Gov. Pat Quinn’s administration has cut off funding to the state’s largest charter-school operator, the politically influential United Neighborhood Organization, over insider deals it says violated terms of a $98 million state grant, according to a letter obtained by the Chicago Sun-Times.
The deals involved millions of dollars in state funds that went to companies owned by two brothers of a high-ranking UNO executive, Miguel d’Escoto, that were hired as contractors on state-funded school construction projects in Chicago, according to the letter, which was sent to the organization Thursday from the Illinois Department of Commerce and Economic Opportunity.
The state agency began investigating UNO in response to reports in the Sun-Times that revealed that d’Escoto Inc. and Reflection Window Co. have been paid a total of $8.5 million out of the state grant. D’Escoto Inc. is owned by Federico “Fred” d’Escoto. Reflection Window is owned by Rodrigo d’Escoto.
The two men are brothers of Miguel d’Escoto, a city transportation commissioner in former Mayor Richard M. Daley’s administration who resigned Feb. 12 from his $200,000-a-year position as UNO’s No. 2 executive following the Sun-Times reports.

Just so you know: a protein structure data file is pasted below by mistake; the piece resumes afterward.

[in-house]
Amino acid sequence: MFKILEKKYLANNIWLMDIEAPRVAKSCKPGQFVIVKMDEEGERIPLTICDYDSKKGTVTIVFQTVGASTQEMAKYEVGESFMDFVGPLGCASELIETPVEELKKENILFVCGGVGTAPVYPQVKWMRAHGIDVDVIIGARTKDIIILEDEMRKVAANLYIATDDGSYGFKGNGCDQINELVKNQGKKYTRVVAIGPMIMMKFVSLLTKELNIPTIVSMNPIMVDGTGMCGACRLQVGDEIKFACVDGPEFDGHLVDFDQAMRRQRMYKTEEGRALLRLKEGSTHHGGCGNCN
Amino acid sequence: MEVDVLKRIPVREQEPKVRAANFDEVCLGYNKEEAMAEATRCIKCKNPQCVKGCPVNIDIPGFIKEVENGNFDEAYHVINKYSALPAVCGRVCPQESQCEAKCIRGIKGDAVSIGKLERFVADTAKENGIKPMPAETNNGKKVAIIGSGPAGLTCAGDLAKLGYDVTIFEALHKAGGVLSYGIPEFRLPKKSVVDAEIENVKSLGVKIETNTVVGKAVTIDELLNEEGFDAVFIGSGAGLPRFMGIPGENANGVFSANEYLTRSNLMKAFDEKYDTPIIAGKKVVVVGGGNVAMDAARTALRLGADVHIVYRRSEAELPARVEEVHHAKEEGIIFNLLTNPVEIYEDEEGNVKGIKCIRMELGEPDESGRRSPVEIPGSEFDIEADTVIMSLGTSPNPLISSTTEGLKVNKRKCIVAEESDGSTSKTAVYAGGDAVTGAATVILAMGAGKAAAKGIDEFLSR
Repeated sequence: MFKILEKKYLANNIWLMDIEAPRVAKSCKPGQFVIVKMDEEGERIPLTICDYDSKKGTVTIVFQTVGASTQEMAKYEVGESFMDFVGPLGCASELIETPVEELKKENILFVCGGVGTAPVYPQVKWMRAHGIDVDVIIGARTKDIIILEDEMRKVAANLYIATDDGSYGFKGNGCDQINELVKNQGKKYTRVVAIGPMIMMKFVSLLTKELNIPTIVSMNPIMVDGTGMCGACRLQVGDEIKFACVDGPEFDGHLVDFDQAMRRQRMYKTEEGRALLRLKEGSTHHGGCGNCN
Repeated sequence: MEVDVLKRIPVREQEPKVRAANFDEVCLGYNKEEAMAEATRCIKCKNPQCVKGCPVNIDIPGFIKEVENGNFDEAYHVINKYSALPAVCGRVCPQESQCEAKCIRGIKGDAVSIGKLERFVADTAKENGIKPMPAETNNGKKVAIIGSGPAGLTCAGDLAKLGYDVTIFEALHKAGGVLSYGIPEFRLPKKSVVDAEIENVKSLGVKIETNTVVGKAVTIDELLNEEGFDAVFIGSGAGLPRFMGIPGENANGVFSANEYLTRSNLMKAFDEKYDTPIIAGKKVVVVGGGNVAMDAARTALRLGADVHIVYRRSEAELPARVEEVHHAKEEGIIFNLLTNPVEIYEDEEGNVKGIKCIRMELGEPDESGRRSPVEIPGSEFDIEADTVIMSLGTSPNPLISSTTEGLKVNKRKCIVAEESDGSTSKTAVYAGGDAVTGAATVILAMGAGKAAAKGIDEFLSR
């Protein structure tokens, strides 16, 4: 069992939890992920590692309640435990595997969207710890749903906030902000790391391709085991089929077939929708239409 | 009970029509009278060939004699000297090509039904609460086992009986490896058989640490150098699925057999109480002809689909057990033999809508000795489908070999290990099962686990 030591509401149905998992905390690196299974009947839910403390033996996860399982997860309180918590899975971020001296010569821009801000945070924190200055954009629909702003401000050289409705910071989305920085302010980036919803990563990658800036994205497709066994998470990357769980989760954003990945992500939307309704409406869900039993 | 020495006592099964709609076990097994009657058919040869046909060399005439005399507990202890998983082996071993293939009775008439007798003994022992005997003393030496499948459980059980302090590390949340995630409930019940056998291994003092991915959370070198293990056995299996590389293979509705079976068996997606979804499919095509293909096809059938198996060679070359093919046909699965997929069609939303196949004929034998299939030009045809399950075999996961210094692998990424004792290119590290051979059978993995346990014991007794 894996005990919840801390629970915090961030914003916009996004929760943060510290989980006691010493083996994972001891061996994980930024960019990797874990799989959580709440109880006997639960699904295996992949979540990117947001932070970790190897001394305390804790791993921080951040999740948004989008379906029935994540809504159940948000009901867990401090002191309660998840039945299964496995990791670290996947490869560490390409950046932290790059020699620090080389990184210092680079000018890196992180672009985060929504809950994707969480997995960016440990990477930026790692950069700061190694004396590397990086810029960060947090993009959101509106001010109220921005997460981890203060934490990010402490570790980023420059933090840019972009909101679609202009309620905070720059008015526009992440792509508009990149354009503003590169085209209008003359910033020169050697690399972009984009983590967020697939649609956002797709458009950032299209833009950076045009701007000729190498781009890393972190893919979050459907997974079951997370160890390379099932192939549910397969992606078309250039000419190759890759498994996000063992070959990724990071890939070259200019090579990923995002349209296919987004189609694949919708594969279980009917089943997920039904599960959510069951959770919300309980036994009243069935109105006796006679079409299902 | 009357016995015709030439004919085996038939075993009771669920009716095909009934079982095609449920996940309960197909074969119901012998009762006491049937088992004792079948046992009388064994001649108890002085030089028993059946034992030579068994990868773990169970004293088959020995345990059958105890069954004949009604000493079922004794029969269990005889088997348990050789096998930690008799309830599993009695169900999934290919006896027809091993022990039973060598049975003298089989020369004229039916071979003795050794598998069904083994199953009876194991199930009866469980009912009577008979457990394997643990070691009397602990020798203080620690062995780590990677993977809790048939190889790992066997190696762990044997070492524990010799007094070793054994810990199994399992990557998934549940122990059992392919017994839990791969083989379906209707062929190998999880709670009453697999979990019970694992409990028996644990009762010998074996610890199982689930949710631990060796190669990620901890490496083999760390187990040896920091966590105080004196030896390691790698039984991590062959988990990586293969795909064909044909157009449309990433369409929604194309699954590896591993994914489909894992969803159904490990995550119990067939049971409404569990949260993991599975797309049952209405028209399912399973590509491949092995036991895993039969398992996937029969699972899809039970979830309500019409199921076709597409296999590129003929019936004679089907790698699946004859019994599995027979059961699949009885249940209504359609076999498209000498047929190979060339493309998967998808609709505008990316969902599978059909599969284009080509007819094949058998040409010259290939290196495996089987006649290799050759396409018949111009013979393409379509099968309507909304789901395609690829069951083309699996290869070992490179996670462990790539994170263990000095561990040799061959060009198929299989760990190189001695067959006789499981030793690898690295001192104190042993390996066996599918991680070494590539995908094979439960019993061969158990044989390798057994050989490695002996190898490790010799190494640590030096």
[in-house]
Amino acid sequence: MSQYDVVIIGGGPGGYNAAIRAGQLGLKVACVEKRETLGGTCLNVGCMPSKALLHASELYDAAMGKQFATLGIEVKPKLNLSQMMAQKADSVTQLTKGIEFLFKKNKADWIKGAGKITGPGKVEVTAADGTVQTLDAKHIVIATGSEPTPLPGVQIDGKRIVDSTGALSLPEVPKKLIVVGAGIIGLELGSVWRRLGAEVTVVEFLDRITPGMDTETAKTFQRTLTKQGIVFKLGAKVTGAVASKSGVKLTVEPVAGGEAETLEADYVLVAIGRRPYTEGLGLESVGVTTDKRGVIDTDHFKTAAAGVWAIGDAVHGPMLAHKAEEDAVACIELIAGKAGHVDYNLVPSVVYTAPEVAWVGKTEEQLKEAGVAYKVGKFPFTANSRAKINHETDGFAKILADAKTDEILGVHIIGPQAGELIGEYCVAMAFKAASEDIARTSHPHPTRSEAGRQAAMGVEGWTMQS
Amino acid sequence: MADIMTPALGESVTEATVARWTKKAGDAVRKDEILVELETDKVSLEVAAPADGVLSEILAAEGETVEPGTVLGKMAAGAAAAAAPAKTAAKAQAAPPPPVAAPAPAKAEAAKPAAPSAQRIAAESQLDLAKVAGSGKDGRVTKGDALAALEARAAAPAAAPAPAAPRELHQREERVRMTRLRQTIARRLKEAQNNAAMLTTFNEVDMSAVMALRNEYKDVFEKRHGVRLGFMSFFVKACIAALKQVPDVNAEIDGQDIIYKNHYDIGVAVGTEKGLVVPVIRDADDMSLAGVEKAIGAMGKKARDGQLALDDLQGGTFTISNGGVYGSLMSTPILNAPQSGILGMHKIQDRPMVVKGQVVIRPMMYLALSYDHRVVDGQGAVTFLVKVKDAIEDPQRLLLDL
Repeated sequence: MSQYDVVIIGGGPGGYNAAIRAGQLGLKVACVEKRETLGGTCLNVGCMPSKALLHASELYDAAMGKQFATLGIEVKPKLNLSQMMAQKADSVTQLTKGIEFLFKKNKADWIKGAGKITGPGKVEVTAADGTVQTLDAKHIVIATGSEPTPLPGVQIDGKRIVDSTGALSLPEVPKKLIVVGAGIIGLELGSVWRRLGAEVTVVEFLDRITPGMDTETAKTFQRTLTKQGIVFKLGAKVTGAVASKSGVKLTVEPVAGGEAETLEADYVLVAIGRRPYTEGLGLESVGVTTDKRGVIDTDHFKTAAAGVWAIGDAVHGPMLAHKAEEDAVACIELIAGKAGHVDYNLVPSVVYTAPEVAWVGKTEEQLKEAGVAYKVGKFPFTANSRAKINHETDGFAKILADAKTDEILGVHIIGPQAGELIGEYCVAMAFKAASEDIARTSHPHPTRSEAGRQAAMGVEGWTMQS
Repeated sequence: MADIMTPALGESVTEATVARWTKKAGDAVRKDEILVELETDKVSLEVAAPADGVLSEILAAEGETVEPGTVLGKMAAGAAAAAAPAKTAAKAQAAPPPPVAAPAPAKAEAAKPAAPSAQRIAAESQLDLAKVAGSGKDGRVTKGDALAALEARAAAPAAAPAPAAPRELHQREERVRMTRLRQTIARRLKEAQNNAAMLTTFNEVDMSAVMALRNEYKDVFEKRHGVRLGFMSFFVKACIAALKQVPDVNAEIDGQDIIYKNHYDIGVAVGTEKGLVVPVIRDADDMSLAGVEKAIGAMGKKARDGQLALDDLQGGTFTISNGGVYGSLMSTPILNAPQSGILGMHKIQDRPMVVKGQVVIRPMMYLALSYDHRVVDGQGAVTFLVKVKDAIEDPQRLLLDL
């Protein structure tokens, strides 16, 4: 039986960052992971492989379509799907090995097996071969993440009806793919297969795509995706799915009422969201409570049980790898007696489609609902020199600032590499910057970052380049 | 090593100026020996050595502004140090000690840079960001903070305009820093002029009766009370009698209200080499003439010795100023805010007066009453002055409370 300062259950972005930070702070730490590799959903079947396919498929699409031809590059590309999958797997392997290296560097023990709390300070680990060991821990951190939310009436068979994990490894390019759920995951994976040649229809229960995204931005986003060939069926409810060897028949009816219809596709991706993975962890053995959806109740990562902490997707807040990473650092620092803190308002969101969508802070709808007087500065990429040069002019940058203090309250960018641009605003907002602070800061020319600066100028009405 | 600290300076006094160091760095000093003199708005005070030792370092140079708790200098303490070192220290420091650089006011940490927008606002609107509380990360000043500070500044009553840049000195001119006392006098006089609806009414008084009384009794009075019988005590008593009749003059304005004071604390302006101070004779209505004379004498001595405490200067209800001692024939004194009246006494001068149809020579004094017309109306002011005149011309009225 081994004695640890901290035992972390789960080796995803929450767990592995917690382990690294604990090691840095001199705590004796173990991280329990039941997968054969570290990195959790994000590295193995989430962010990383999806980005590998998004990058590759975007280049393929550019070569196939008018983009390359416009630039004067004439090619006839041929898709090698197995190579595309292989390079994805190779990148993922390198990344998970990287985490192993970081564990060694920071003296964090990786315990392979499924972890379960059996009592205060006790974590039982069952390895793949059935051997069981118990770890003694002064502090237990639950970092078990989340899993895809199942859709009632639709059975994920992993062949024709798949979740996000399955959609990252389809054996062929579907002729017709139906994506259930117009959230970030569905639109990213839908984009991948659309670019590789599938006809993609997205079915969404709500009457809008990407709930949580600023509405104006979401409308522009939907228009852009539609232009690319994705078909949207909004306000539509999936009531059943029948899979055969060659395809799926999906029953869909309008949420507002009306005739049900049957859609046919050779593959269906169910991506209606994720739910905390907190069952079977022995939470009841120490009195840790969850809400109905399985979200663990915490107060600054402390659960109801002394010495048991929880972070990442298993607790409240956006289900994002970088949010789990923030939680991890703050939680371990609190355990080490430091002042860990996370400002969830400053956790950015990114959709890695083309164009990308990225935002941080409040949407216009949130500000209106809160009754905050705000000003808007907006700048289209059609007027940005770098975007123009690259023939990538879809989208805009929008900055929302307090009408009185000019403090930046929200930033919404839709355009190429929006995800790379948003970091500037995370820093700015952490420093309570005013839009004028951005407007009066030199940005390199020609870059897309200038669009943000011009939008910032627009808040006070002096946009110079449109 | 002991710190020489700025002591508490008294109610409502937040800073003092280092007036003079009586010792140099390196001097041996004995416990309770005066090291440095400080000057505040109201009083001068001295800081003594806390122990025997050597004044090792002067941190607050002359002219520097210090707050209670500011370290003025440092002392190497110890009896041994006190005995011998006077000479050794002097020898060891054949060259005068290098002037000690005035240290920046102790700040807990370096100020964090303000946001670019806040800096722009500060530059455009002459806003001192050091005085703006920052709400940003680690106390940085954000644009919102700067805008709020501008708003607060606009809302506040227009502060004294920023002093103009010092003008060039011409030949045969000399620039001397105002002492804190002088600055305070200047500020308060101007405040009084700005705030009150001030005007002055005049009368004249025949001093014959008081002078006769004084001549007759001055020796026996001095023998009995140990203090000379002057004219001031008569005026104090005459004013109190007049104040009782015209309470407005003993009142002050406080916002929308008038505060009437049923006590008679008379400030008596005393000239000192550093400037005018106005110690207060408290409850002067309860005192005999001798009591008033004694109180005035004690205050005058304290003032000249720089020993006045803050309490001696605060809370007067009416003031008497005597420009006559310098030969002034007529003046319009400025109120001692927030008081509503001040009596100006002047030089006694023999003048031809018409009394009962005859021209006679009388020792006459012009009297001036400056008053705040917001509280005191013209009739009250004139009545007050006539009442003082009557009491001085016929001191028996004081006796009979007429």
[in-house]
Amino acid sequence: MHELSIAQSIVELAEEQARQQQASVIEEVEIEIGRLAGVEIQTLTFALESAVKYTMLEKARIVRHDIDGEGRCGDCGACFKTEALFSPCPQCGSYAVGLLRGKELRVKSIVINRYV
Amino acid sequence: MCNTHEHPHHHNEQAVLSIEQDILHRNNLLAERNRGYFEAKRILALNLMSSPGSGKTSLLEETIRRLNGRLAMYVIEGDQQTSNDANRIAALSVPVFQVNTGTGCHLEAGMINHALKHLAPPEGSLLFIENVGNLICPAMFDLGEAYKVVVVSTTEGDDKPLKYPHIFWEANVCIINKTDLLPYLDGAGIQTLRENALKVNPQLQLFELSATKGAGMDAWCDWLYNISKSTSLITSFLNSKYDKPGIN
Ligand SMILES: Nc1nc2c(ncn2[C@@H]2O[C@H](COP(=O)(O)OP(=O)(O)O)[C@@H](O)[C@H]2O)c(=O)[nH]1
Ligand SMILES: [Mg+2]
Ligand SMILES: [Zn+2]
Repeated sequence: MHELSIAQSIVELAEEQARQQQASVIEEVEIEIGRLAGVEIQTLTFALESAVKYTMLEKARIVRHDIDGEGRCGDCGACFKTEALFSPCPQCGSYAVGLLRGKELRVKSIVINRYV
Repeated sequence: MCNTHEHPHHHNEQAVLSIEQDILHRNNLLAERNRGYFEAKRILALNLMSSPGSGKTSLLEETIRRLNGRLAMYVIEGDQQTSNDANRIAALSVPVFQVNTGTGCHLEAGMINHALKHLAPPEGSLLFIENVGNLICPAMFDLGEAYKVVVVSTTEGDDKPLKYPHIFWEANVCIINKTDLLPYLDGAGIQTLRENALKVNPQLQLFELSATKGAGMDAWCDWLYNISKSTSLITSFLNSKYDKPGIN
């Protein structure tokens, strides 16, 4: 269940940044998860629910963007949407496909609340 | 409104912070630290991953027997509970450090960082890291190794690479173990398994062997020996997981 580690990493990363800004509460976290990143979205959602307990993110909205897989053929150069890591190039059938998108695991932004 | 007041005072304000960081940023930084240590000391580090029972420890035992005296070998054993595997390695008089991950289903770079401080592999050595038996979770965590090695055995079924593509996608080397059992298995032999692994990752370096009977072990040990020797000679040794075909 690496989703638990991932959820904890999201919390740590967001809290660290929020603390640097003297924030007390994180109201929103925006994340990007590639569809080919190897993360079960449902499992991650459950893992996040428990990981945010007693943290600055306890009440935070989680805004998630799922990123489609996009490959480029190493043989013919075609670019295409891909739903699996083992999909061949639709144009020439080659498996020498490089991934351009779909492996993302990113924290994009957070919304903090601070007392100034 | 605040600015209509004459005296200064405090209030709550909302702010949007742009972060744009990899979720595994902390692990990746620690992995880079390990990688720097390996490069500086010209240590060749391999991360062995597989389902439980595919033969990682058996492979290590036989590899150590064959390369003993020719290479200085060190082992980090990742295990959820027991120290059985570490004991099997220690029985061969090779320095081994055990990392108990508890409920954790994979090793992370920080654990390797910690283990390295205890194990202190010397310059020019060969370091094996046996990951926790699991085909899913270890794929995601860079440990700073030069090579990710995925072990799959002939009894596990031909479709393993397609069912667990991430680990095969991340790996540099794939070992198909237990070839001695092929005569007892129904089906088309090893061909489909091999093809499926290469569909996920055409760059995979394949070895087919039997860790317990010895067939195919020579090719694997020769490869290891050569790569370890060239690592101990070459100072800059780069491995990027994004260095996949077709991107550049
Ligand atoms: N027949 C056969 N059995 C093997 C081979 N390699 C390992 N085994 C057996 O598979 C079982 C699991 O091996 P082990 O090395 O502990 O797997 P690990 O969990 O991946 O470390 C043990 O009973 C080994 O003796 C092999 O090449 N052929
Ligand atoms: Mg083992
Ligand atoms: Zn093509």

State officials said UNO should have notified them it was using the companies owned by the d’Escoto family members.
The DCEO letter is here.
* Gov. Quinn emphasized today that the grant funding suspension was “temporary” until the state can “get to the bottom” of what’s going on. Unless the group “straightens things out,” Quinn said, “they won’t get any money.”
Federal prosecutors raised the prospect on Friday in court of having their experts examine former Rep. Jesse Jackson Jr. if his lawyers plan to raise his bipolar disorder as a mitigating factor in trying to reduce his prison sentence.
U.S. District Court Judge Amy Berman Jackson made no decision after prosecutor Matt Graves said he wanted to “alert” her to the possible issue in advance of the sentencing July 1 of Jackson and his wife, former Ald. Sandi Jackson. […]
Graves said the government is “entitled” to have Jackson checked “by our own experts” if Jackson’s lawyers decide to argue Jackson’s mental health should be taken into consideration by the judge when she sentences him.
Defense attorney Reid Weingarten told Judge Jackson that the former congressman’s bipolar disorder is well known and “not controversial.”